I had a complaint about a book last week, from a grandmother who is doing her very best to infect her grandchildren with a passion for books. She has her own special technique: she asks a children’s librarian what books are both new and in style. She’s willing to slip her propaganda through any window that appears. If reading in general doesn’t seem cool to a grandkid, but some book IS, she sees to it that that book appears in said grandchild’s hands.
The librarian she consults has never failed her, or, at least, HAD never failed her until last week, when she recommended The Hunger Games, by Suzanne Collins. If you have walked past any magazine racks lately, you know this is expected to be one of this summer’s blockbuster movies, and, because the book is the first of a trilogy, the beginning of a mighty franchise.
It isn’t the franchising which bothers the loving grandmother. It’s that she finds the book bleak and somewhat nihilistic. “It’s all just kids killing each other in a blasted landscape,” she said. “How can I give somebody a book like that? Don’t you think it’s terrible?”
Well, yes, I do, actually. I’ve mentioned it before. I WISH Hollywood would tell me when it’s going to give a book the big push, so I could mark up the price. I see where a first edition in great shape of The Hunger Games—which was published only five years ago—is being offered by some maniac dealers for over $2,000. I never heard of the series, myself, until I saw a copy of the book a couple of months ago, looked it over, marked it at two bucks, and packed it in a box. I suppose that instead of spending my days reading book prices, I should study the entertainment news.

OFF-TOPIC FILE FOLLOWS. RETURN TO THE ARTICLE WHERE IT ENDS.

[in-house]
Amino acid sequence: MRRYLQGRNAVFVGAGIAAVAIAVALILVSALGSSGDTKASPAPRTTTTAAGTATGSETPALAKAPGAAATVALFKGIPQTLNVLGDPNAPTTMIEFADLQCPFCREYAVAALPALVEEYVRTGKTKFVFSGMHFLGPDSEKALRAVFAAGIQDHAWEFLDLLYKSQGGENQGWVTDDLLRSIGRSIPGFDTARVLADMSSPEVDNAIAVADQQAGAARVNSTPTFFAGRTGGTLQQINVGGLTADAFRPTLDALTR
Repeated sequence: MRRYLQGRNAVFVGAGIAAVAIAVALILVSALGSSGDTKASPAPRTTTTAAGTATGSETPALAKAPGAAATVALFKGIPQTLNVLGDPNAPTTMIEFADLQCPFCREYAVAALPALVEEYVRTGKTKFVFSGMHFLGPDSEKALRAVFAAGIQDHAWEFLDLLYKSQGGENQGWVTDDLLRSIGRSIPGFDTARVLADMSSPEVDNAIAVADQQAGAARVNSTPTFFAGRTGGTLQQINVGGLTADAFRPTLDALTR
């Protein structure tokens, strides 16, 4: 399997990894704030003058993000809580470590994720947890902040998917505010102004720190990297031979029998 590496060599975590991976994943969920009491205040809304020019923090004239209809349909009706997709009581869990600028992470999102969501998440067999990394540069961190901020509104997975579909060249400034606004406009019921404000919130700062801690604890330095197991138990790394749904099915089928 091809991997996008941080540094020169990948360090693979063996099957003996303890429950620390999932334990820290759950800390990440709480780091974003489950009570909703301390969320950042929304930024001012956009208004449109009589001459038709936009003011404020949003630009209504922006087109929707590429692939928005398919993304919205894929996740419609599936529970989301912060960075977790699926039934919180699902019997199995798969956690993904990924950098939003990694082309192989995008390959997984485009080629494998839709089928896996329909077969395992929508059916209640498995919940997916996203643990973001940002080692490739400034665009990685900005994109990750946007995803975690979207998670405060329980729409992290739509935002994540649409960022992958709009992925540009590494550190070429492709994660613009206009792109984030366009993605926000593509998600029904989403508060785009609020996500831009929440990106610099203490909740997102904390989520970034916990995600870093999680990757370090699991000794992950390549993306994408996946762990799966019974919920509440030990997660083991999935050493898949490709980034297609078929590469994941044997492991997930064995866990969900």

Did anybody bother to tell me that The Invention of Hugo Cabret would be turned into an Oscar-winner by Martin Scorsese? Did somebody even whisper to me about a movie adaptation of a book called War Horse? Not a bit. You’d think Hollywood didn’t want me to make any money. How do they expect me to be able to afford movie popcorn?
I do my best on my side, Heaven knows. I’ve had them come in, young men mostly, with hope in their voices and stars in their eyes. “Do you know a good book I could adapt into a screenplay?” they ask me. What I want to do is sing them a few bars of my own version of Nashville Cats: “There are 16, 652 kids with a screenplay in their pocket (they used to have a briefcase but they made so little money they had to go hock it.” But I try to encourage young artists and so I pick out something they’d like: usually something set in a bleak landscape with some existential blues. Haven’t had a note of thanks from any of them, with or without a check enclosed. My own suspicion is that they haven’t made enough to buy a stamp yet, let alone the envelope.
Anyway, as for giving children a book with lots of killing in it, why not? It might encourage them to be home by curfew. Whether they spend their time at home reading books is between you and them, Grandma.